Skip to Main Content

Osprey Marsh Loop Trail

  The Osprey Marsh Loop Trail provides an interesting diversion off of the Lisgar Meadow Brook Trail, in north western Mississauga. To early settlers the area was known as the “Catholic Swamp”. The land at what is now the junction of Britannia and Ninth line was home to Irish immigrants who cleared and farmed the area and provided much of the manpower for the construction of the Welland Canal.

  What is now the Osprey Marsh was an area of the original pioneer community which was unsuitable for agriculture due to its relatively low-lying marsh and bog characteristics. Today, it is part of the Mississauga water management system. This organization of natural creeks, ponds and marshes is joined with man-made waterways and catchments to facilitate a comprehensive network of water management that provides much needed recreational and green space to an ever growing urban / suburban environment. It has been designed to manage and relieve water levels in the advent of severe weather.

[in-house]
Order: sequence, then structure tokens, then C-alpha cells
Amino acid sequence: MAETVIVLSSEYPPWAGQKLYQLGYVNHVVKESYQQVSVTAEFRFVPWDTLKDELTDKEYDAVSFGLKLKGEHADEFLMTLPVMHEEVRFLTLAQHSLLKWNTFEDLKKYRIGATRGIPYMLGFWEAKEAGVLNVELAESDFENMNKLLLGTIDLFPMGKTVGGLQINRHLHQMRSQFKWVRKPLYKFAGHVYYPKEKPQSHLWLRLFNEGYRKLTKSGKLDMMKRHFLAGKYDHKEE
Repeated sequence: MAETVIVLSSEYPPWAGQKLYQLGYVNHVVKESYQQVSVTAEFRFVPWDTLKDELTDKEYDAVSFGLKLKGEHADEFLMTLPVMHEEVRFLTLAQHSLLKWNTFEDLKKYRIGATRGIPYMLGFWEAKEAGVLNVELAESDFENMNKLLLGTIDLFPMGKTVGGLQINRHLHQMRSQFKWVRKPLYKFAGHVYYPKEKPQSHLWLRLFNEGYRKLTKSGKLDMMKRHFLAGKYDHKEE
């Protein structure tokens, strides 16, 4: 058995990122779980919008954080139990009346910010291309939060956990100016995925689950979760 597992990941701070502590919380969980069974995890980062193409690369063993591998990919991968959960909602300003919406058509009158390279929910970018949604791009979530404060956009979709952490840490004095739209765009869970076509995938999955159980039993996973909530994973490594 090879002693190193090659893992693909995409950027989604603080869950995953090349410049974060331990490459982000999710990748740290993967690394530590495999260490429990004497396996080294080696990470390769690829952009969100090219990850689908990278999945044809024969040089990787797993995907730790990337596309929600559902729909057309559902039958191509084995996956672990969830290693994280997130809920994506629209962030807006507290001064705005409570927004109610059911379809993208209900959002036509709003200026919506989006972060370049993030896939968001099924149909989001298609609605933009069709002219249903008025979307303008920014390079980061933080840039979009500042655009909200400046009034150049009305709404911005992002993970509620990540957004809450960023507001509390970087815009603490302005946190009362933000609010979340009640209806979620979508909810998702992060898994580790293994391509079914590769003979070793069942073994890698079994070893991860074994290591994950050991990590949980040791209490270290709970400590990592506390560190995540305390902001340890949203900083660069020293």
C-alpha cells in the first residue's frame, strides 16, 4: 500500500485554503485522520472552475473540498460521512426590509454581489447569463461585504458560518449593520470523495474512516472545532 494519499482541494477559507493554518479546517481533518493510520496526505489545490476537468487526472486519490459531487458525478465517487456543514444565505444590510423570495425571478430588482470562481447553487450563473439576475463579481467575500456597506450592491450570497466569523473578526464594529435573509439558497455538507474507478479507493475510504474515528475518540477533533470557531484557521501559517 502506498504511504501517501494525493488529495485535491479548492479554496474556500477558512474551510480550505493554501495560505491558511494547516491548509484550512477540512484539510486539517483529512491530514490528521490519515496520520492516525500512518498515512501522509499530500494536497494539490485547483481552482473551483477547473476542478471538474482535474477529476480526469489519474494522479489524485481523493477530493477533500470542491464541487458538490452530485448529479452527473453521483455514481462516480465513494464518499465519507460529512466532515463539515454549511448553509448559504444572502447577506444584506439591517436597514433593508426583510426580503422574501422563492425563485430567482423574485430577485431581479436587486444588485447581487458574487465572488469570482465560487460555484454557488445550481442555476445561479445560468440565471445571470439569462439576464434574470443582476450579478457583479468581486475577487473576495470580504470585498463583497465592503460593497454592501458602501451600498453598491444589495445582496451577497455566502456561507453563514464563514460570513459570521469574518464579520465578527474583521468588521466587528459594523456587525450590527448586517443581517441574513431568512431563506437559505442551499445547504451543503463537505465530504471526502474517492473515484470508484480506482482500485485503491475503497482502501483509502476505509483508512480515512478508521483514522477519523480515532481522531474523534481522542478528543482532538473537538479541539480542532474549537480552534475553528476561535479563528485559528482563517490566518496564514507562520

The wide paved path around the circumference of the ponds is perfect for walking and biking and easily accepts wheelchairs. As well, there are narrow dirt footpaths through the middle “islands” that separate the ponds and lead to the marsh at the eastern portion of the area that skirts the Lisgar Meadow Brook Trail.

  The Osprey marsh is home to a wide diversity of plant and animal life. A variety of birds including ducks, Canada geese and blue herons are sustained by abundant sources of food. There are a number of interpretive plaques along the trail that explain the origins, uses and animal inhabitants of the marsh area.

  While you're in the area you may want to spend a few minutes visiting St. Peter's Catholic Church, directly opposite the marsh on the west side of Ninth Line. The church, built in the mid 19th century was the place of worship for the predominantly Irish catholic settlers who farmed the area. The small cemetery adjoining the church property holds the remains of many of these pioneers.

  Wheelchair access is through Johnny Bower Park on Parkgate Drive. There is ample parking on the residential streets which surround the area.

Nearby Ammenities

Have you traveled this trail?

If you have any corrections or new information you'd like to send us, we'd love your input. Also, any photos or videos you may have taken of your adventures on this or any other trail are welcome as well. Be a part of our trail community!


Add a comment

Use your Facebook account to comment on this trail and share your experiences below.